4 Common Challenges to Effective Trade Show Displays: A Conversation with Joe Bottone of CDS Part 1December 3, 2018
In late July, our team at MEET launched an exciting series: Coffee and Conversation, periodic live-stream interviews with experts and veterans in the trade show, event, and staffing industries.
Our goal with these conversations is to share the wisdom that comes from work on the ground and to identify common challenges and simple solutions.
On November 20th we spoke with Joe Bottone, President of CDS Displays on the topic: Making a Kick-Ass Exhibit: Everything You Need to Know About Developing an Effective Booth.
Before a single conversation ever takes place, trade show displays are the first form of communication with a potential customer. This makes their effectiveness a critical determinant of ROI.
We started our conversation with Joe by asking about his path to leading and growing CDS.
Joe started his career with CDS as a graphic designer, then moved around the company and eventually bought it ten years ago. With services that include design and fabrication for new displays and complete event management services, CDS services top brands like Pepsi, P&G, and Subway.
As an expert in the field of trade show displays and exhibits, we asked Joe to reflect on the greatest challenges he sees from a display perspective.
Challenge #1: Poor Visual Branding
The first challenge Joe identified is when exhibitors fail to properly brand their booth. “You know it’s a problem when you stand right in front of the booth and you’re not sure what the company name is.”
Exhibitors tend to overcrowd their branding with product lines, sub-brand names, and licensed logos. As Joe says, “you shouldn’t have to ask, you should be able to see it down the aisle.”
Challenge #2: Vague Communications
Slightly different from challenge #1, Joe identified when exhibitors fail to provide a clear description of their product or service in their trade show displays.
“Companies have a tendency to feature esoteric statements like “Delivering the highest quality on time” or “Serving the industry since 1902” and you’re just left thinking: Delivering what? Which industry?”
With a small exception to shows that are narrowly focused, exhibitors need to make sure they are defining their industry and their product or service in their display messaging.
Challenge #3: Poorly Trained Staff
Joe identified poorly trained booth staff as the next key challenge, specifically when booth staff fail to leverage the positive response their booth display is receiving to engage in more conversations.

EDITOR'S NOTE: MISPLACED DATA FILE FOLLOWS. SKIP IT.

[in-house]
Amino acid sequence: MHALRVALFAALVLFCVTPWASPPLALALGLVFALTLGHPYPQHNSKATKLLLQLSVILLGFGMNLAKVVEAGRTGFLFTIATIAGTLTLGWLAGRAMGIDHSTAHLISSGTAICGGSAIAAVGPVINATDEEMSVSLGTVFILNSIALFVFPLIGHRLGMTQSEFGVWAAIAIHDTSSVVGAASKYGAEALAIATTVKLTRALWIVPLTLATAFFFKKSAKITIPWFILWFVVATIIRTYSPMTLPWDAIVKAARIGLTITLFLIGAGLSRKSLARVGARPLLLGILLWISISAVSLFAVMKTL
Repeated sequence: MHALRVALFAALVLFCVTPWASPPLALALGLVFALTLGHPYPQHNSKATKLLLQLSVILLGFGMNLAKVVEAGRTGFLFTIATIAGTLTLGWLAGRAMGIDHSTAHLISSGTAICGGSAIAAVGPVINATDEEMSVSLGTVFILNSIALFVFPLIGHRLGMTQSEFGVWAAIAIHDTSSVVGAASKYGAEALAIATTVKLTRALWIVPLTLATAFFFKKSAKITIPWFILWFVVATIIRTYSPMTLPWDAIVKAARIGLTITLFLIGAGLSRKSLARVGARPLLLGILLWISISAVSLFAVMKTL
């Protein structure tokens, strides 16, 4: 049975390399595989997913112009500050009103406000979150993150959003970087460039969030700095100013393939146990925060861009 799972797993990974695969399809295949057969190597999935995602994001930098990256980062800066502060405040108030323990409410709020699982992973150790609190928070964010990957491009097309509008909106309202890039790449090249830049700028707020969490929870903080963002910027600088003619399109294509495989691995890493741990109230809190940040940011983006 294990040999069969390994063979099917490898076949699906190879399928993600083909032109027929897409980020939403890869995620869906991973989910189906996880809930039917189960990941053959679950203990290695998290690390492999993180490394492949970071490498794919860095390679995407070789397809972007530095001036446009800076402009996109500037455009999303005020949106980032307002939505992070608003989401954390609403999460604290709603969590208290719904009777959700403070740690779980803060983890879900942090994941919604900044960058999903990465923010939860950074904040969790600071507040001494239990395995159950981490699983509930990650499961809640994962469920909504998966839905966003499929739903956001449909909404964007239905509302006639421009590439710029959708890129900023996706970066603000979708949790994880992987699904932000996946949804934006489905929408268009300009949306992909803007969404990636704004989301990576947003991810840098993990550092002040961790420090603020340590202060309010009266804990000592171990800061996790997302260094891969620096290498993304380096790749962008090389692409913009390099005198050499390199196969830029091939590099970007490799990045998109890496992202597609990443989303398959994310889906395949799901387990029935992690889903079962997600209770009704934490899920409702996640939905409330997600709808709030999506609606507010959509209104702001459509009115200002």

“It’s very common to have more people waiting to speak with someone in the booth than booth staff who are able to serve them. I find it really frustrating when I’m standing in front of a booth that I want to engage with and all the staff members are engaged in other conversations and fail to recognize that I’m standing there.”
If Joe is engaged with a prospect and sees someone waiting in the booth, he’ll introduce the person who is waiting to the person he is speaking with and incorporate them into the conversation. Servicing two people at once may help audience members build connections and lead to richer conversation.
Challenge #4: Over-crowded Display
We asked Joe about his thoughts on overcrowding in trade show displays—i.e. too many messages and too many booth giveaway distractions—and his feelings on the old billboard adage that no more than 7 words are needed to effectively reach your customer. Here’s what he had to say:
“A lot is predicated on the size of the booth. If you have a suite of products that are speaking to different personas/audience members, you want to separate your messaging. Color coding is a good technique to separate them out.”
In summarizing the greatest challenges to effective trade show displays, Joe says:
“The graphics on your display should not do all your selling. You don’t want someone to look at your display, read it and decide that they already know everything about it. What they should do is pique some interest.”
Stay tuned for Part 2 of our interview with Joe Bottone, President at CDS Displays, to learn more about developing an effective trade show display.
MEET (meetroi.com) helps B2B growth companies and pavilion hosts effectively leverage at trade shows and in-person events. MEET’s trade show consultation strategies help its clients ramp-up sales quickly and maintain a steady stream of high-quality prospects going forward. Contact Bill Kenney at MEET today for a free trade show participation assessment firstname.lastname@example.org or +1 (860) 573-4821.